Above all, the state must make clear that the city will get no more aid programs as long as its top officials indulge themselves in corruption.

But let’s be realistic: little or none of that is going to happen.  The city has too much political power in Annapolis, even in its current weakened condition, to permit outside intervention.  And the leaders of the General Assembly will never allow a Republican governor or their hated apostate, Comptroller Peter Franchot, to be part of any meaningful oversight of the city.

The Democratic leadership’s predictable reaction will be to put a few Band-Aids on the immediate problems, give the city more money and hope that the bad publicity will go away.  (Spoiler alert: it won’t.)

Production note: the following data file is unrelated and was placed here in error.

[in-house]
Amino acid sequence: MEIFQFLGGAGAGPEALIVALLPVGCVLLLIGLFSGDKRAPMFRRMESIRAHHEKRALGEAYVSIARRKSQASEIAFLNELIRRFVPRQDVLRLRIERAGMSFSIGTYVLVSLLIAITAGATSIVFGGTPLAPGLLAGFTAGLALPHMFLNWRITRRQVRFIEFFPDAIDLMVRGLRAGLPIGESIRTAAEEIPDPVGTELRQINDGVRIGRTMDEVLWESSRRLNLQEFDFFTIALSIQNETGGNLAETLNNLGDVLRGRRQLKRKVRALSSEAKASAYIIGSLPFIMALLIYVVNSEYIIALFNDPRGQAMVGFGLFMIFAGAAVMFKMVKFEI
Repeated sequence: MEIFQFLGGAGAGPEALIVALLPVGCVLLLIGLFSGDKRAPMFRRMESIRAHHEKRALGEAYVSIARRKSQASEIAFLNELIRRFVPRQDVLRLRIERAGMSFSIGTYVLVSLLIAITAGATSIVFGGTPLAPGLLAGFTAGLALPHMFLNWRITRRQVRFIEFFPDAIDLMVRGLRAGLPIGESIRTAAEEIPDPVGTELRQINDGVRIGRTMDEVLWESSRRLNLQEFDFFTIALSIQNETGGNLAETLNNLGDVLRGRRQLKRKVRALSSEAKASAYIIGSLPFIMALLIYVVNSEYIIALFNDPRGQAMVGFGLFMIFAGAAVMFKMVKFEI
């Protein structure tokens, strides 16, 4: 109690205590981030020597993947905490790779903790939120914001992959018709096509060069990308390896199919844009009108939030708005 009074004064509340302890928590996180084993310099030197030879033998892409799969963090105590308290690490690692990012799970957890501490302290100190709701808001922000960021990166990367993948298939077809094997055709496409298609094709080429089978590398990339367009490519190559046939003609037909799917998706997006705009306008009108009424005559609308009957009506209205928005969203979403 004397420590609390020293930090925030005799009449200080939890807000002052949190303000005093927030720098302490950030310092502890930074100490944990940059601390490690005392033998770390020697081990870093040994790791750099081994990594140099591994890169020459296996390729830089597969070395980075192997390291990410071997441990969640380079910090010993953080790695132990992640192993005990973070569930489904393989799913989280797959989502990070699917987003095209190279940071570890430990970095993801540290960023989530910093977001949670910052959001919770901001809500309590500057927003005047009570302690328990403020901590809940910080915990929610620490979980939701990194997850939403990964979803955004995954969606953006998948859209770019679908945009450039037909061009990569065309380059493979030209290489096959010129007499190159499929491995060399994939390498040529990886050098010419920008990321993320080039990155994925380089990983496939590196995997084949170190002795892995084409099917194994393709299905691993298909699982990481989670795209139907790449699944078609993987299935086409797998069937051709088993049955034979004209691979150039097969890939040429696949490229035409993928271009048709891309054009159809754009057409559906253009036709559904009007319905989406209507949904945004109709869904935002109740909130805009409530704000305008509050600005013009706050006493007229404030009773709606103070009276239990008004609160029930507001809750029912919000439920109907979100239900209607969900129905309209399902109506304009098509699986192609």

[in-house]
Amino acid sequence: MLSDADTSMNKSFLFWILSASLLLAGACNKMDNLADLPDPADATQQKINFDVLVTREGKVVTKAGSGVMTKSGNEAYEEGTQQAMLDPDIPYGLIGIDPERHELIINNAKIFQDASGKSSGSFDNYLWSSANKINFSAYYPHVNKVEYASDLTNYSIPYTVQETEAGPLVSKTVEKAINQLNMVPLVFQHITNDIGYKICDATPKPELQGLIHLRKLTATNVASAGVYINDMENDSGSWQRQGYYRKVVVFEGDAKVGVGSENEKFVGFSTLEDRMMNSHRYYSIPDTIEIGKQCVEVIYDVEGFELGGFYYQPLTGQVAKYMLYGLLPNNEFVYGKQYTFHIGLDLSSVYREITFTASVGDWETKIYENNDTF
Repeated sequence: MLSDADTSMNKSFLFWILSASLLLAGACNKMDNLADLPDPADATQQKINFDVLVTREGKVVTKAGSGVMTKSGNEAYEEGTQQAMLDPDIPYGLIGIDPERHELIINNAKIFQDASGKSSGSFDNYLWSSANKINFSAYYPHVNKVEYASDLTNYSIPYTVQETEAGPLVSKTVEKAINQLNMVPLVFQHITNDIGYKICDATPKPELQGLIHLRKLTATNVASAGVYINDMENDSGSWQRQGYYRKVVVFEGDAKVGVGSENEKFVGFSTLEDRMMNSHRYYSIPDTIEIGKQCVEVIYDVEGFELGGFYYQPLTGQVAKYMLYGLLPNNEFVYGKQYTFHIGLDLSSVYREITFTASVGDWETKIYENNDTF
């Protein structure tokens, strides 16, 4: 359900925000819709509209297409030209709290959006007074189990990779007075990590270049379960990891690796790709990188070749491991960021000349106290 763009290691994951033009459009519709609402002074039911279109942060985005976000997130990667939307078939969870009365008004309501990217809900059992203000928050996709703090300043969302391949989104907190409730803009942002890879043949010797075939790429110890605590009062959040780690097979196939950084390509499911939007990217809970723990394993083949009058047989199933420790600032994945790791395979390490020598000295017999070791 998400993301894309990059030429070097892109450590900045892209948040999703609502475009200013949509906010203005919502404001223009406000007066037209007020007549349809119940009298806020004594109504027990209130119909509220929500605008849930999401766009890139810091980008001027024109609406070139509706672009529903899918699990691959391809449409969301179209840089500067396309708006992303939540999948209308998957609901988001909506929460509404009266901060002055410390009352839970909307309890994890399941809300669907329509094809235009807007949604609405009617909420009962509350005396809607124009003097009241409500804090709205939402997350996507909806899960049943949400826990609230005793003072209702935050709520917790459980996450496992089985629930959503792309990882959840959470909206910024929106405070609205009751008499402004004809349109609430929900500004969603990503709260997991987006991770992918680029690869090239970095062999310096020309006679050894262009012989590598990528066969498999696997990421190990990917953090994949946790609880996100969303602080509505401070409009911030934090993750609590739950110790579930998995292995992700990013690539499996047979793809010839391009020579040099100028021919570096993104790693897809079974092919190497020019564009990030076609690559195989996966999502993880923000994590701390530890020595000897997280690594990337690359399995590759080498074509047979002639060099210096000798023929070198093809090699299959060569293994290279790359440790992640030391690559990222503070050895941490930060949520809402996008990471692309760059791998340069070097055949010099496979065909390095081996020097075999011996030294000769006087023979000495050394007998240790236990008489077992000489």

As for you, the MoCo taxpayer, there’s only one thing you can do: smile, be nice, don’t complain and pay your taxes.  After all, someone has to help Mayor Pugh pay her attorneys, so it may as well be you!

Adam Pagnucco is a writer, researcher and consultant who is a former chief of staff at the County Council. He has worked in the labor movement and has had clients in labor, business and politics.